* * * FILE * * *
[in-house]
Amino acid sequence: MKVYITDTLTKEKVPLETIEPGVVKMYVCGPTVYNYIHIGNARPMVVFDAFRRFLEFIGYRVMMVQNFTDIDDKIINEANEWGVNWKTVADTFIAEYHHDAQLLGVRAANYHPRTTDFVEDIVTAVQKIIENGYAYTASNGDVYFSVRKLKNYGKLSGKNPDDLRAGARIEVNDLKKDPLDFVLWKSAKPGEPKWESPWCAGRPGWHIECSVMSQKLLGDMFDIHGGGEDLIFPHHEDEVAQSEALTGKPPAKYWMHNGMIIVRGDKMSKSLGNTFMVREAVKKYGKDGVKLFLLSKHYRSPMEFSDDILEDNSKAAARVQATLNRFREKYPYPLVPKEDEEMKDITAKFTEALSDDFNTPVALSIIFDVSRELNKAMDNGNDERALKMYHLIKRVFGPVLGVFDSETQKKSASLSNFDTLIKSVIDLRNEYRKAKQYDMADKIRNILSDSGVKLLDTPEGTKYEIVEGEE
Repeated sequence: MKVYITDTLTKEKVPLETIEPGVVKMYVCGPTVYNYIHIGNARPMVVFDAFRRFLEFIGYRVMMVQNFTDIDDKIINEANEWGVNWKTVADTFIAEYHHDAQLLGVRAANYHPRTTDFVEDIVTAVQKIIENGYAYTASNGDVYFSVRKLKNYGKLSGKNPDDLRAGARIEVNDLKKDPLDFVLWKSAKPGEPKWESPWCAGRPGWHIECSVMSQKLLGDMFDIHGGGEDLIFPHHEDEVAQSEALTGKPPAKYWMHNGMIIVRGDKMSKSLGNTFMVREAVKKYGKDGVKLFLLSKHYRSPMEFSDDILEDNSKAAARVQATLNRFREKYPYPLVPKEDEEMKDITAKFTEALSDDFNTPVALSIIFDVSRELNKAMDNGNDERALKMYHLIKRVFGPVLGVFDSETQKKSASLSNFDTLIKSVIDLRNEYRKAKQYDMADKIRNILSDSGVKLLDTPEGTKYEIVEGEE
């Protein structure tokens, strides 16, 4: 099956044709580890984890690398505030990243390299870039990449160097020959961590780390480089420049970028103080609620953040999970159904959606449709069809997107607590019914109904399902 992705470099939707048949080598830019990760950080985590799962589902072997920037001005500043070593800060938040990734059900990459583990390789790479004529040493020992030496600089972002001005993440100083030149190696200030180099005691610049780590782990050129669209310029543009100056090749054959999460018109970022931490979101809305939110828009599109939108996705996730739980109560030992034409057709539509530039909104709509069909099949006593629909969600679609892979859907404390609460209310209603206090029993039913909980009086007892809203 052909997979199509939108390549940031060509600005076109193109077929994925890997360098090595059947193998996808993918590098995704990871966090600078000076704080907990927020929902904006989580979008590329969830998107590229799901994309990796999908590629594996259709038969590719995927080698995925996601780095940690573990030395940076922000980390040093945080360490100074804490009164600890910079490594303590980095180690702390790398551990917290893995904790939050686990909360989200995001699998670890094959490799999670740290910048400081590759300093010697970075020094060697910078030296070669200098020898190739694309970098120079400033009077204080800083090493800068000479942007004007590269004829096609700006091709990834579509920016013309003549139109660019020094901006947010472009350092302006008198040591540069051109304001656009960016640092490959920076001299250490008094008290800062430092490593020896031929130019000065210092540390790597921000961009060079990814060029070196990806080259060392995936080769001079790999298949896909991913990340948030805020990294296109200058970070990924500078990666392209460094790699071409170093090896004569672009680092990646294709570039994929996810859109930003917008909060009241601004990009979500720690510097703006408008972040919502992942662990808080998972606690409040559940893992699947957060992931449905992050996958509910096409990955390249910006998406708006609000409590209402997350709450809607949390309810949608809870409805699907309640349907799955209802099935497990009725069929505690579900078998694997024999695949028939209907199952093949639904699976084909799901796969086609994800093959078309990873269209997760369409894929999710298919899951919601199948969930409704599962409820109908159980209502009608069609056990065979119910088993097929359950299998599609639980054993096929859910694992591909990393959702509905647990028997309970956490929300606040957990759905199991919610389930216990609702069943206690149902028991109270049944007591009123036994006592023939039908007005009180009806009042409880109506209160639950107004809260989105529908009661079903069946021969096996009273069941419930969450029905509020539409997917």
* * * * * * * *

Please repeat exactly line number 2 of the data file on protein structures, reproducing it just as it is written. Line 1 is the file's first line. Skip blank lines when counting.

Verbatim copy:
Amino acid sequence: MKVYITDTLTKEKVPLETIEPGVVKMYVCGPTVYNYIHIGNARPMVVFDAFRRFLEFIGYRVMMVQNFTDIDDKIINEANEWGVNWKTVADTFIAEYHHDAQLLGVRAANYHPRTTDFVEDIVTAVQKIIENGYAYTASNGDVYFSVRKLKNYGKLSGKNPDDLRAGARIEVNDLKKDPLDFVLWKSAKPGEPKWESPWCAGRPGWHIECSVMSQKLLGDMFDIHGGGEDLIFPHHEDEVAQSEALTGKPPAKYWMHNGMIIVRGDKMSKSLGNTFMVREAVKKYGKDGVKLFLLSKHYRSPMEFSDDILEDNSKAAARVQATLNRFREKYPYPLVPKEDEEMKDITAKFTEALSDDFNTPVALSIIFDVSRELNKAMDNGNDERALKMYHLIKRVFGPVLGVFDSETQKKSASLSNFDTLIKSVIDLRNEYRKAKQYDMADKIRNILSDSGVKLLDTPEGTKYEIVEGEE